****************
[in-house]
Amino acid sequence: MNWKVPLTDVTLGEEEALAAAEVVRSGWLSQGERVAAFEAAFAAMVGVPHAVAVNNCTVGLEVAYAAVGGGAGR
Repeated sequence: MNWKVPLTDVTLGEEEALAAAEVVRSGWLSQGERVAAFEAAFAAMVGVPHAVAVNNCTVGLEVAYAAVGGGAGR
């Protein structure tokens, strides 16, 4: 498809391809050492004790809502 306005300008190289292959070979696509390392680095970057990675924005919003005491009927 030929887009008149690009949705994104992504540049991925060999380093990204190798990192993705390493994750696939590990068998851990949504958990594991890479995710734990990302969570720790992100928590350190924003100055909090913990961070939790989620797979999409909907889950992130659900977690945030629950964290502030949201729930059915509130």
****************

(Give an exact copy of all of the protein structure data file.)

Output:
[in-house]
Amino acid sequence: MNWKVPLTDVTLGEEEALAAAEVVRSGWLSQGERVAAFEAAFAAMVGVPHAVAVNNCTVGLEVAYAAVGGGAGR
Repeated sequence: MNWKVPLTDVTLGEEEALAAAEVVRSGWLSQGERVAAFEAAFAAMVGVPHAVAVNNCTVGLEVAYAAVGGGAGR
């Protein structure tokens, strides 16, 4: 498809391809050492004790809502 306005300008190289292959070979696509390392680095970057990675924005919003005491009927 030929887009008149690009949705994104992504540049991925060999380093990204190798990192993705390493994750696939590990068998851990949504958990594991890479995710734990990302969570720790992100928590350190924003100055909090913990961070939790989620797979999409909907889950992130659900977690945030629950964290502030949201729930059915509130």